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Leonard Shengold is a practicing psychoanalyst affiliated with the Psychoanalytic Institute at New York University. Soul Murder Revisited continues the themes presented in his 1989 book Soul Murder, in which he explored various forms of child abuse and deprivation, and the accompanying psychological trauma that often follows victims into adulthood. "Soul murder" is a continual theme in Shengolds writings, and this latest book is the latest in a long line of writings on this subject: "Dickens, Little Dorrit, and Soul Murder," in Psychoanalytic Quarterly 57 (1988); "The Effects of Child Abuse as Seen in Adults: George Orwell," Psychoanalytic Quarterly 54 (1985); "Kaspar Hauser and Soul Murder: A Study of Deprivation," International Review of Psychoanalysis 5 (1978); and "An Attempt at Soul Murder: Rudyard Kiplings Early Life and Work," Psychoanalytic Study of the Child 30 (1975). As this partial list reveals, a particularly interesting feature of Shengolds work is the use he makes of historical and literary subjects, and his descriptions of the ways in which writers who suffered abuse and neglect used their creative powers to transcend the pain and psychological damage inflicted by early childhood trauma. Particularly poignant in Soul Murder Revisited is Shengolds in-depth descriptions of the writers Algernon Swinburne and Elizabeth Bishop. Shengold says of these and the other writers he profiles: "Some of their talents may have been adaptively motivated and enhanced...by the need to master the traumata, the attempts at soul murder, that occurred in their childhood" (13).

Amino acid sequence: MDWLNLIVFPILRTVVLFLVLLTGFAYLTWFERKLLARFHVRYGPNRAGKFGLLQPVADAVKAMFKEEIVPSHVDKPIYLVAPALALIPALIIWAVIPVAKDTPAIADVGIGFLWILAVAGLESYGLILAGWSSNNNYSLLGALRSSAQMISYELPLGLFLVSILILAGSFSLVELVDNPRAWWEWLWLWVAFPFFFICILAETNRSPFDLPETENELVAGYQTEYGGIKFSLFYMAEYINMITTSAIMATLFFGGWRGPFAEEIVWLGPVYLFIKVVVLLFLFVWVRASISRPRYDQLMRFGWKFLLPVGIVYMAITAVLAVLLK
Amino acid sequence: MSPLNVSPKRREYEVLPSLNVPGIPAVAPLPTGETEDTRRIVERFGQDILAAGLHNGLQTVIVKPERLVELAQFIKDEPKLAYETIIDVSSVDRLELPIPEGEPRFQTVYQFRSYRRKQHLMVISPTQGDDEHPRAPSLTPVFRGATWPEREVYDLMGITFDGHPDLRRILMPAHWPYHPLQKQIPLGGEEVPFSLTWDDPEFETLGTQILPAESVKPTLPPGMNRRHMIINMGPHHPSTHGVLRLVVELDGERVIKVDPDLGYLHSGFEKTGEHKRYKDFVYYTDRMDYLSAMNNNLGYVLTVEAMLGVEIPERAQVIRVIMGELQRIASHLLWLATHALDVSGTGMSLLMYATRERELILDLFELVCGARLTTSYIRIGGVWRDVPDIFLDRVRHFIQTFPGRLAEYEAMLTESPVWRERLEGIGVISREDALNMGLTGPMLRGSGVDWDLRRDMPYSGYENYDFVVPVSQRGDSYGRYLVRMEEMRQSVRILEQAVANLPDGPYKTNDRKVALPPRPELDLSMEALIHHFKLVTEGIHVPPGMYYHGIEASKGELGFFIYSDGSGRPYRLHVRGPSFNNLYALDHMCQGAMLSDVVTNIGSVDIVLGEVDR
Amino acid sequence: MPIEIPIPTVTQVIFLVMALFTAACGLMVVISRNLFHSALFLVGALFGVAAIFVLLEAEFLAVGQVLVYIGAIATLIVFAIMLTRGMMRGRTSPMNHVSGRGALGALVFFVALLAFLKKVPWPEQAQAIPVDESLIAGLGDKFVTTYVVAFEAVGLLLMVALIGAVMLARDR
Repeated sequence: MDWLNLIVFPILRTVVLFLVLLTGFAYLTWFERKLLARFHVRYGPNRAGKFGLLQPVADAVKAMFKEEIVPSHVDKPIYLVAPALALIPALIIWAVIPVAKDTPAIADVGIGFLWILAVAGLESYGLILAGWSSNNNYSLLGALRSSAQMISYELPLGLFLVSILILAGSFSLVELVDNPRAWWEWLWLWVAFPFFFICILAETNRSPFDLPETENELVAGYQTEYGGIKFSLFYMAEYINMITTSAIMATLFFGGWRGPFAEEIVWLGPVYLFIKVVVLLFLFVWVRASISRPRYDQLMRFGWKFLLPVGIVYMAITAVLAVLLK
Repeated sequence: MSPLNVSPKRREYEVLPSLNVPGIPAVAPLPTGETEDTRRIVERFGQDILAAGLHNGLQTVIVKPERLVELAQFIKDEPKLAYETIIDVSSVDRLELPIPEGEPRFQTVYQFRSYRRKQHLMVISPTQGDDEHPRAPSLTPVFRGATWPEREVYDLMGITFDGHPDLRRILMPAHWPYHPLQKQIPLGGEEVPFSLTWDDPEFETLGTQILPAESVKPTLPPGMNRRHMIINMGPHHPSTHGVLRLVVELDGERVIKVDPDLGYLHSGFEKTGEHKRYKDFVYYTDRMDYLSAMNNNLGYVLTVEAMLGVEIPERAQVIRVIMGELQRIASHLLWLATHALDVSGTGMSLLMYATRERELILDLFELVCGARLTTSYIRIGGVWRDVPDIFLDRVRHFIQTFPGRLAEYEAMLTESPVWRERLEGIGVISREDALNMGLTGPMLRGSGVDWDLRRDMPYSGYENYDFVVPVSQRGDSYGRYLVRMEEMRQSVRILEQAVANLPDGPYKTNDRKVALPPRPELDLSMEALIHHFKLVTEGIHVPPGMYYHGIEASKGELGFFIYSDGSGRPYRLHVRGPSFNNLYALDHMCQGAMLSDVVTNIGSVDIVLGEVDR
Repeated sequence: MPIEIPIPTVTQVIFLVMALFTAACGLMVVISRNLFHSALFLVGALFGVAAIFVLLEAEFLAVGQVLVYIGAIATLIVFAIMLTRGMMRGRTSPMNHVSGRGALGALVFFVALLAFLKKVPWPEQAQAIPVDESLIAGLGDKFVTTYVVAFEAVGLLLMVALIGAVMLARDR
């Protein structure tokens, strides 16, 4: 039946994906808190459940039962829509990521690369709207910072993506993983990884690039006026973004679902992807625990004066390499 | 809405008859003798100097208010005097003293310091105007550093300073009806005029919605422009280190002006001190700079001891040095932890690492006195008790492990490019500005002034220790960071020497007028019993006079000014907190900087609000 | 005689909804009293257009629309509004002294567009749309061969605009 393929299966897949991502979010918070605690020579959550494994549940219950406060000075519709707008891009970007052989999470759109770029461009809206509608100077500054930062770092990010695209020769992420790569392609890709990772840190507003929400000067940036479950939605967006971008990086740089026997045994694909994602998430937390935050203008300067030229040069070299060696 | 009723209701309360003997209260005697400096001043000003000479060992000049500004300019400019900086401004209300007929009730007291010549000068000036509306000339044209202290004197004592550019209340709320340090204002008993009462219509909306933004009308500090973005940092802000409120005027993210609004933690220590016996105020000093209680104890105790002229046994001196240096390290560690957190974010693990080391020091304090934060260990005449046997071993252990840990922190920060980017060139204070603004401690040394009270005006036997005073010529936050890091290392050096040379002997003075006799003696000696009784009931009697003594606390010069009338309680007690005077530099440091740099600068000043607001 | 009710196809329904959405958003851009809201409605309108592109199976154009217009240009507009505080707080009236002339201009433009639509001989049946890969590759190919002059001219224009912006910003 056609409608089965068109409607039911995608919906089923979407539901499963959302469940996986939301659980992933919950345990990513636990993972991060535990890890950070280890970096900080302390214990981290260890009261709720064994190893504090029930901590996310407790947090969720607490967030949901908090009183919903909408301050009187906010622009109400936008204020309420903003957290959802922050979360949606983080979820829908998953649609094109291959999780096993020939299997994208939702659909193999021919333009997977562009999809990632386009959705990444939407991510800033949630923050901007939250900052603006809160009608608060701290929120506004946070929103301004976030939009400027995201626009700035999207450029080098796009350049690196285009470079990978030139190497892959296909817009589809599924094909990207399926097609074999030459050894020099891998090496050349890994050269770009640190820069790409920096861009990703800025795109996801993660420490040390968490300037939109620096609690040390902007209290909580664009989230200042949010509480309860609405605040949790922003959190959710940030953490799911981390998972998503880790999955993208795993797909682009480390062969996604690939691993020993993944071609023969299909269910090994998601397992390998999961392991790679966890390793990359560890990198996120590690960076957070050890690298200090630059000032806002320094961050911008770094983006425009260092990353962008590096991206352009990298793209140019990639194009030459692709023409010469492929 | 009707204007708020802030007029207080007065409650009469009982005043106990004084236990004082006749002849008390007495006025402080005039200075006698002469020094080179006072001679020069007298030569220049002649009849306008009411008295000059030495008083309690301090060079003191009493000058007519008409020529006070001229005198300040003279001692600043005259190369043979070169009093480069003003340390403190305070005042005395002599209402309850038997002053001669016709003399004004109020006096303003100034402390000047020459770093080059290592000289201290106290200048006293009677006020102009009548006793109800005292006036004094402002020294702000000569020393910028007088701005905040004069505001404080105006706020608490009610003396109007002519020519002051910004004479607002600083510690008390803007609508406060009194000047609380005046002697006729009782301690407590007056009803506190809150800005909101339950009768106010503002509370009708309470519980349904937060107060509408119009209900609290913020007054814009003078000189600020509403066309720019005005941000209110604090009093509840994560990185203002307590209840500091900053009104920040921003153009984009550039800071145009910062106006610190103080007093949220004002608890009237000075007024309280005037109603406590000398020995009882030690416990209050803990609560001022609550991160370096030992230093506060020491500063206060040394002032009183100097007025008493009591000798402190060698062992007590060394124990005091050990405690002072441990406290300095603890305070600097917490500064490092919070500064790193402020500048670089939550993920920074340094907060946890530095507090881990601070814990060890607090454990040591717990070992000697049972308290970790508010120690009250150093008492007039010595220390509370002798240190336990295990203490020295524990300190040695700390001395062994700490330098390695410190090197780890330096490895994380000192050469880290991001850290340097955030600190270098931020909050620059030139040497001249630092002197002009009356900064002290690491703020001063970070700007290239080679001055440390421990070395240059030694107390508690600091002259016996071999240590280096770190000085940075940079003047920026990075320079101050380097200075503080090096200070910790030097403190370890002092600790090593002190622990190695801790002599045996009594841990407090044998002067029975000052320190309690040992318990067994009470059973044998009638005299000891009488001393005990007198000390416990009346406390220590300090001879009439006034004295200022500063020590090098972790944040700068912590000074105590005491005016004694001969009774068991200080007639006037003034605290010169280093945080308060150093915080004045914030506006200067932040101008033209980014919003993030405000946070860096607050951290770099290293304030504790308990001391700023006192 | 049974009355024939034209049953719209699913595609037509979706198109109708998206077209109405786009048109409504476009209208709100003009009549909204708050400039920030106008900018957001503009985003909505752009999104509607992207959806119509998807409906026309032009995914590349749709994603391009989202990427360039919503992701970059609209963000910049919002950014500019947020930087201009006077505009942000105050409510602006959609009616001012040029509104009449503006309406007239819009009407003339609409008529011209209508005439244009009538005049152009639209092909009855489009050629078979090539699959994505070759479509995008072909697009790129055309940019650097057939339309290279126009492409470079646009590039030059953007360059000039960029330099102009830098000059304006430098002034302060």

Shengold defines "soul murder" as "the apparently willful abuse and neglect of children by adults that are of sufficient intensity and frequency to be traumatic." For the children who have suffered thus, "what has happened to them has dominated their motivating unconscious fantasies; and they have become subject to the compulsion to repeat the cruelty, violence, neglect, hatred, seduction, and rape of their injurious past" (1). Soul murder, says Shengold, "distort[s] and inhibit[s] the emotional life of the child...tends to destroy the childs capacity for joy and inhibit the power to care and to love...it is especially damaging to the capacity for love that can partially transcend narcissism, permitting caring for others" (114). This mistreatment of children by the adults who are charged with their care, says Shengold, is "based on something inherent in human nature--a destructive and sadistic drive" (2). And because such behavior has its origin in human nature itself, Shengold states that such abuse will never disappear.